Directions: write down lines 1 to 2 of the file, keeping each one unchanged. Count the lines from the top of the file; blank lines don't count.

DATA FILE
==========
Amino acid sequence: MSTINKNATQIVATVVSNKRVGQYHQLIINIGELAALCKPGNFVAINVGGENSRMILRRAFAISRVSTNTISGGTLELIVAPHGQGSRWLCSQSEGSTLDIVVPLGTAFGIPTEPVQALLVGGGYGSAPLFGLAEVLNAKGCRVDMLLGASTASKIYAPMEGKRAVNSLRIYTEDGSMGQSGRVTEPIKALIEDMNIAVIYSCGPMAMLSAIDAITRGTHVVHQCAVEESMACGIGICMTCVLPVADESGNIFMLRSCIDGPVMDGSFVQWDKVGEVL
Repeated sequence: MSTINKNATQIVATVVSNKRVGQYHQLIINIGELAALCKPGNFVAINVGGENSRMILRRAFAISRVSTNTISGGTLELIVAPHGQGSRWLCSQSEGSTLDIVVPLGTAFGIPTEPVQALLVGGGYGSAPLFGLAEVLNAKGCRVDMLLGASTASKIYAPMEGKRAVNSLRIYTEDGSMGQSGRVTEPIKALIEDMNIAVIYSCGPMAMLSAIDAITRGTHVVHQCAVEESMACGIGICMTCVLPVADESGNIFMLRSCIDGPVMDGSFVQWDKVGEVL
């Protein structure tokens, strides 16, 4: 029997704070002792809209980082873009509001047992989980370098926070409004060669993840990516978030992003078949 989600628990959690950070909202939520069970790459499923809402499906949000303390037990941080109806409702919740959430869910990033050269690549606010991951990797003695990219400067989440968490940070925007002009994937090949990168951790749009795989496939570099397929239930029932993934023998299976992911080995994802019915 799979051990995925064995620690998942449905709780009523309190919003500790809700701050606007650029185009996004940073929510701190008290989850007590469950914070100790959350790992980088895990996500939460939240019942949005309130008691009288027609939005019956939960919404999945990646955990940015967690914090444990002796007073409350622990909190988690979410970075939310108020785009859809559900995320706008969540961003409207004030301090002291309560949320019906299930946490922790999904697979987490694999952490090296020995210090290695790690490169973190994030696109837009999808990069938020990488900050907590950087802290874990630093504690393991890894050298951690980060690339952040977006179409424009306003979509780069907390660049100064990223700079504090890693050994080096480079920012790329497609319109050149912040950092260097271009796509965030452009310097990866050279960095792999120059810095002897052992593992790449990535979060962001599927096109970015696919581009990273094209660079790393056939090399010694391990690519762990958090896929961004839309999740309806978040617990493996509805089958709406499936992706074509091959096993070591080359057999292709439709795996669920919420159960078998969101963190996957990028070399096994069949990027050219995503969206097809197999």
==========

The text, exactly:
Amino acid sequence: MSTINKNATQIVATVVSNKRVGQYHQLIINIGELAALCKPGNFVAINVGGENSRMILRRAFAISRVSTNTISGGTLELIVAPHGQGSRWLCSQSEGSTLDIVVPLGTAFGIPTEPVQALLVGGGYGSAPLFGLAEVLNAKGCRVDMLLGASTASKIYAPMEGKRAVNSLRIYTEDGSMGQSGRVTEPIKALIEDMNIAVIYSCGPMAMLSAIDAITRGTHVVHQCAVEESMACGIGICMTCVLPVADESGNIFMLRSCIDGPVMDGSFVQWDKVGEVL
Repeated sequence: MSTINKNATQIVATVVSNKRVGQYHQLIINIGELAALCKPGNFVAINVGGENSRMILRRAFAISRVSTNTISGGTLELIVAPHGQGSRWLCSQSEGSTLDIVVPLGTAFGIPTEPVQALLVGGGYGSAPLFGLAEVLNAKGCRVDMLLGASTASKIYAPMEGKRAVNSLRIYTEDGSMGQSGRVTEPIKALIEDMNIAVIYSCGPMAMLSAIDAITRGTHVVHQCAVEESMACGIGICMTCVLPVADESGNIFMLRSCIDGPVMDGSFVQWDKVGEVL